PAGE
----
Oct
17

Planning Diary: Third World Cities

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The term Third World is used in reference to “the developing countries of Asia, Africa and Latin America”. The term usually suggests poverty and low level of industrial development and thus it is the opposite of the term developed nations.

Almost half of the world’s countries are under the category of Developing or Least Developed countries including the Philippines. With the past influences being a colony of Spain, United States and a little of Japan, the country still continues to struggle in its economy with almost a decade since its independence. We can say that a few important factors are affecting this and being a Third World country has these common characteristics in its cities.

Under Mercantile Colonialism Policies. Aside from the economic structure, the influence of Spain in the traits of most of the Filipinos had a somewhat negative effect. The focus is on exportation and not on the maximization of natural resources that the country has. This then results to a rapid urbanization in most of the cities.

Rapid Urbanization. People tend to go into the cities for more work opportunity rather than stay in the farms in the countryside/provinces. They then suffer a low level and inadequate living standards just to gain a stable and maybe a reasonable income for them. With the small elites living in big towns and cities, a majority of them owning and handling major businesses and enterprise, gap between the rich and the poor within the individual LDCs continues to grow.

Informal Economy. With the lack of job opportunities suited for people with skills, some tend to just accept the work even with inadequate employment conditions such as below minimum wage, unsafe working environment and no employee benefits. This in effect cause low levels of labor productivity.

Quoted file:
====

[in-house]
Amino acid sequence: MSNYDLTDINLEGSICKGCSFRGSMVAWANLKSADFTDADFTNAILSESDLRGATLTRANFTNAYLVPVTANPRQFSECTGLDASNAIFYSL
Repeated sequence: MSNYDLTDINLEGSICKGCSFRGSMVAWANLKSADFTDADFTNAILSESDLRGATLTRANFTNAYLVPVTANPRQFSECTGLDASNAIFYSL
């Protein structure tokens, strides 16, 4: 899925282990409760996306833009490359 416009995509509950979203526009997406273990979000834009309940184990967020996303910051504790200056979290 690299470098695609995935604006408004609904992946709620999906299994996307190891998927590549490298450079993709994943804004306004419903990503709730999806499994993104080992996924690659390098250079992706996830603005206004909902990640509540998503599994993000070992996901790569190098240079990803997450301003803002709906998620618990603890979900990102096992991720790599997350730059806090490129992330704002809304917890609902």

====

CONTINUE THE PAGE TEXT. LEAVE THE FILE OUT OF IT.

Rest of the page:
Youthful Age Structure. The young age population with almost 40% of the total population can cause deficit in the production and labor force of the city. Most of them tend to consume than to produce.

Informal Settlements. Overcapacity in the living/housing areas in the city results to informal settlements to cater the rest of the low living population. With an estimated 25% of the world’s urban population live in informal settlements, most of these were either unemployed or engaged in the informal economy. Urban conflicts and crimes usually occur within or nearby these areas.

Vulnerability to Disasters and Health Risks. The Third World countries not only have low per capita incomes but they also have to fight a battle against malnutrition, diseases and ill-health etc. and protect their population against natural disasters such as typhoons and earthquakes. The most vulnerable are again the population in the informal settlement areas.

Recipients of approaches, knowledge and technologies from more-developed nations. Probably the one major good thing that the developed countries give to us in the LDCs. These nations under certain agencies conduct major projects related to the economic, social and infrastructure benefit of the cities, especially helping in the development of low living areas.

This is now the major challenge to the urban and environmental planner on how to devise and formulate the plans to encourage the sustainable development in the cities. That is not only the application of theories based on the concepts and references but also on the development of policies in relation to the current situation and based on the data gathered. That might need a lot of manpower and resources but I think that this bottom-up approach is more effective in knowing the scenario and needs of let say a certain barangay. One of which that we did last time in the office was the Barangay Disaster Risk Assessment survey wherein we gathered data on the disaster preparedness of each of the 180 Barangays in Iloilo City. Acting upon the situation is the first step and then later on is the formulation of a long-term action plan so as the solutions can be monitored and maintained.

These along with the political will of the legislators in the conversion and implementation of the state policies can be a major drive to a more sustainable and developed city.




Categories : HQ and Office Affairs